The Birmingham Veterans Affairs Medical Center recently held graduations for its 2020 Compensated Work Therapy (CWT) and Veterans School at Work (VSAW) programs.
The ceremony gave many of the graduates (pictured above) the chance to share their experiences in the programs. They also talked about their future plans with fellow graduates, staff and Birmingham VA Health Care System director Stacy Vasquez.
Air Force Veteran Darryl Allen talked about how the CWT program changed his life for the better.
“I was really going through a rough spot in my life. In fact, my family situations and finances were all messed up. I made some bad decisions. I called the VA Crisis Hotline. A representative there listened to me and put me in contact with the Birmingham VA. Two days later, I talked to Mr. Willie Fields.”
Fields serves as the facility’s homeless Veterans coordinator.
Allen enrolled in the CWT program and currently works in the Prosthetic Department at the clinic. “I was in a rebuilding phase in my life and it was very rough. There were few people around me. Overall, me persevering the storm… it worked out for me.”
CWT is valuable clinical vocational rehabilitation program
The CWT program is a VA clinical vocational rehabilitation program. It strives to maintain highly responsive relationships with businesses, government agencies and industry. Further, it promotes employment opportunities for Veterans with physical and mental health challenges.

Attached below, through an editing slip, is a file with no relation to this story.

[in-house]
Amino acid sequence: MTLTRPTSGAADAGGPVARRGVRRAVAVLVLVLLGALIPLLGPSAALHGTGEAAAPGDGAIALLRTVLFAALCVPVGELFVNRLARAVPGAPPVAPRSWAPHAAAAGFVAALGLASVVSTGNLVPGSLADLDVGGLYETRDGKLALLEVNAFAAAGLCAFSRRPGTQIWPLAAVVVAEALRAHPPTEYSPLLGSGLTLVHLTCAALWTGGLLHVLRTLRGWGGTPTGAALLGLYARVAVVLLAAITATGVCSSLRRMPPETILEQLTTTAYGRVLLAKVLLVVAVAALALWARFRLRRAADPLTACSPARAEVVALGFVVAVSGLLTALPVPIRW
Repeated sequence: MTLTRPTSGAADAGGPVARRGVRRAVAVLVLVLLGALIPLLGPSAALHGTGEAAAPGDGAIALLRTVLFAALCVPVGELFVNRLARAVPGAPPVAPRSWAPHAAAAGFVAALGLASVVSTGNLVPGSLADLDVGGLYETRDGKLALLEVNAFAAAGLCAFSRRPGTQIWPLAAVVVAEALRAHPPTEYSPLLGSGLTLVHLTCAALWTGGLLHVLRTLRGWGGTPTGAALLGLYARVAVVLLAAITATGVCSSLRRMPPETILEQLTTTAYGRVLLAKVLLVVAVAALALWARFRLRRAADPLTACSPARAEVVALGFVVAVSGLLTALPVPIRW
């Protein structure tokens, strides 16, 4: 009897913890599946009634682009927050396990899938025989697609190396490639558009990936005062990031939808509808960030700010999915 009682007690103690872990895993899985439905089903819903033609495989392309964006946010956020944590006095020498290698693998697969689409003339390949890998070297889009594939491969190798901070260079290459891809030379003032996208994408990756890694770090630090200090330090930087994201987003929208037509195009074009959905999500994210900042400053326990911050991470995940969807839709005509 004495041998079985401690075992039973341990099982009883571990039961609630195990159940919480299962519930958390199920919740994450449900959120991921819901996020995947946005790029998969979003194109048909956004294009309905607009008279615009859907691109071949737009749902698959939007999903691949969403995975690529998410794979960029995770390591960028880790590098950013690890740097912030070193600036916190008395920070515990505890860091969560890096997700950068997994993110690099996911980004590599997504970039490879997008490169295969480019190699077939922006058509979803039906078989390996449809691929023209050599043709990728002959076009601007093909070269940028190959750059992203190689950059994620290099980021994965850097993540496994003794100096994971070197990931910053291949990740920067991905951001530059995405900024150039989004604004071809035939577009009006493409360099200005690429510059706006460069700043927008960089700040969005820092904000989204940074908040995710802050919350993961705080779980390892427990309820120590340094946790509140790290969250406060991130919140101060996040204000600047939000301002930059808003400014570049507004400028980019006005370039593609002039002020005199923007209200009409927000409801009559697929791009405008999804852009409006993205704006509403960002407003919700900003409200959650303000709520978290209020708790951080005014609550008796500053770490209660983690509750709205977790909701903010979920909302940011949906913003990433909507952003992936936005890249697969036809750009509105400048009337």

Marine Veteran John E. Duncan is this year’s only VSAW graduate, and is currently in the CWT program.
“Monica Williams (VSAW facilitator) worked with me,” Duncan said. “She showed me a lot I could not do with a computer.”
Williams helped Duncan with resume writing and other skills.
Once depressed and angry, now in college
“I was depressed, angry and mad. Forty-three years of marriage and I had lost everything. I didn’t know about the homeless Veterans’ programs until a nurse told me about it. Walter Robinson sat down and talked to me and said, ‘Whatever happened back there, let it go.’ I did. Now I am in college studying health.”
Duncan is proud to have gone from homeless to owning a car and being in a new relationship. He credits VA for his success.
“As long as you show you are trying, VA is going to assist you.”
CWT case manager former program participant
Robinson is the Birmingham VA CWT case manager. He knows what it is like to be in the program, as well.
Air Force Veteran David Woodruff
“I was homeless and had an addiction. Now I’ve been clean for 16 years,” admitted the Army Veteran.
While participating in the program, Robinson went to college and obtained a masters degree.
Homeless and unemployed no longer
David Woodruff is another CWT program success story. The Air Force Veteran was unemployed, homeless and needing assistance.
“I came through the program via United Way, went into the CWT Program and passed the drug test in July of 2019. I worked hard on the points that Walter taught us about.”
Woodruff suggests Veterans who need assistance contact the local CWT staff to find out what resources are available.
“Your primary care doctor can point you in the direction of these programs,” said Woodruff.
Derrick Smith is a public affairs specialist with the Birmingham Veterans Affairs Medical Center.